Washington, D.C., August 17, 2020 – Nearly three months after the height of national Black Lives Matter protests, at least six journalists are still facing charges stemming from their coverage, according to research by the Committee to Protect Journalists and its partner site, the U.S. Press Freedom Tracker. CPJ today called on state and municipal authorities to drop those charges and ensure that the press can work freely.
Journalists are facing charges including curfew violations and failure to disperse, stemming from their work covering protests that began in Minneapolis in late May and spread across the country, sparked by a video showing a police officer kneeling on the neck of George Floyd, a Black man, during an arrest on May 25. Floyd was later pronounced dead at a hospital. At least four officers have been charged in connection to Floyd’s killing, according to news reports.
“It is absurd that law enforcement officials around the country continue to pursue charges against journalists who were doing their jobs at the time they were arrested,” said CPJ Program Director Carlos Martinez de la Serna. “It’s high time for authorities to drop this pursuit, which is frivolous and wasteful.”
More than 600 attacks against the press during the protests have been reported to the U.S. Press Freedom Tracker. In many cases, authorities briefly detained journalists and then released them without charge.
As of today, at least six journalists are facing charges for their work:
Ellen Schmidt: The Las Vegas Metropolitan Police Department arrested Schmidt, a Las Vegas Review-Journal staff photographer, on May 29, and charged her with failure to disperse, a misdemeanor. Schmidt confirmed to CPJ via email that she is still facing charges. A hearing is scheduled for November 25, according to a court document reviewed by CPJ. Misdemeanors in Nevada are punishable by up to six months in jail and a fine of up to $1,000, according to the state’s legal code.
Bridget Bennett, a freelance photographer working for Agence France-Presse, was arrested alongside Schmidt and was also charged. She did not return CPJ’s emailed request for comment about her case; CPJ could not determine whether the charges against her are still active.
The Las Vegas Metropolitan Police Department told CPJ in an emailed statement that the journalists were part of a crowd that failed to heed a police dispersal order.
Mathieu Derrien: Law enforcement officers in Minneapolis arrested Derrien, a videographer for the French TV station TF1, and his colleague Amadine Atalaya, a TF1 correspondent, on May 30. Derrien told CPJ via messaging app that he received a citation for misdemeanor curfew violations at the Hennepin County Public Safety Facility and that, while Atalaya’s charges had been dropped, his had not.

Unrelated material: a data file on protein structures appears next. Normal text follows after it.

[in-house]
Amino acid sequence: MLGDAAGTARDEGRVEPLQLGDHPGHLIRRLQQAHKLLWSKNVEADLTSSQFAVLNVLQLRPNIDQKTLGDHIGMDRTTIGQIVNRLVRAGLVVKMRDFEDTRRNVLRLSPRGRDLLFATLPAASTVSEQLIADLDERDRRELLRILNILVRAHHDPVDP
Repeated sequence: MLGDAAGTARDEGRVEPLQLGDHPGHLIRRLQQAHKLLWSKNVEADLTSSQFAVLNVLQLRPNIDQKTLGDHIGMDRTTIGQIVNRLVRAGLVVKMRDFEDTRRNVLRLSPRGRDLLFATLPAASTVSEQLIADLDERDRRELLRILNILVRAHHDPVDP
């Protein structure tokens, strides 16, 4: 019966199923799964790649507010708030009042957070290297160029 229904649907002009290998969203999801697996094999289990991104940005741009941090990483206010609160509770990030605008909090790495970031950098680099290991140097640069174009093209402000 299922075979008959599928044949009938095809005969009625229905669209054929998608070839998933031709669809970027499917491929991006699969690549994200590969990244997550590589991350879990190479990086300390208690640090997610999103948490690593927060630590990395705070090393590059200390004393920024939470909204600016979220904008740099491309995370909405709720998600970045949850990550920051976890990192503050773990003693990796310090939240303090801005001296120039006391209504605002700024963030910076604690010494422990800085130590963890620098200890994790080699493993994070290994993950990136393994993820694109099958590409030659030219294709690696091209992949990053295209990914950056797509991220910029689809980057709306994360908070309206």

The citation is punishable by a fine of up to $1,000 or up to 90 days in jail, according to the Minneapolis curfew website.
CPJ emailed the Minneapolis Police Department for comment, which advised CPJ to contact the county attorney’s office. The Hennepin County Attorney’s office told CPJ in an emailed statement that county attorney Mike Freeman “has the highest regard for the work of reporters and would not bring charges against them for doing their jobs.”
[Editors’ note: On August 18, 2020, Derrien shared with CPJ a letter dated August 13 from the Minneapolis deputy city attorney, stating that the charges against him had been dropped. The above paragraph has also been updated with the Hennepin County Attorney’s statement.]
Craig Lassig and Tannen Maury: Law enforcement officers in Minneapolis arrested Lassig, a freelance photographer, and Maury, a European Pressphoto Agency photojournalist, together on May 30. The journalists were taken to the Hennepin County Public Safety Facility and cited with a misdemeanor for breaking the city’s curfew, which is punishable by a fine of up to $1,000 or up to 90 days in jail.
Maury told CPJ on August 12 that he had not been notified of a court date. Lasssig told CPJ on August 17 that his court date was in October.
Keith Boykin: The New York Police Department arrested Boykin, a freelance journalist and CNN commentator, and charged him with misdemeanor disorderly conduct on May 30. According to court records that CPJ reviewed, Boykin is due to appear in court on September 25.
Disorderly conduct is punishable by up to 15 days in prison or a fine of up to $250, according to the New York State penal code.
CPJ emailed the NYPD for comment, but did not receive any response.
Andrea Sahouri: Des Moines police arrested Sahouri, a reporter for the Des Moines Register, on May 31. Sahouri was charged with two misdemeanors: failure to disperse, which is punishable by a fine between $65 and $625 or prison in lieu of a fine, and interference with official acts, which carries a fine of at least $250, according to the her employer and Iowa state law. Sahouri has pleaded not guilty, according to the Register.
The next hearing in Sahouri’s case is scheduled for August 27 at 9:30 a.m., according to an employee at the Polk County Criminal Clerks office who answered CPJ’s call but declined to give their name.
CPJ called and emailed the Polk County attorney’s office, but did not receive any response.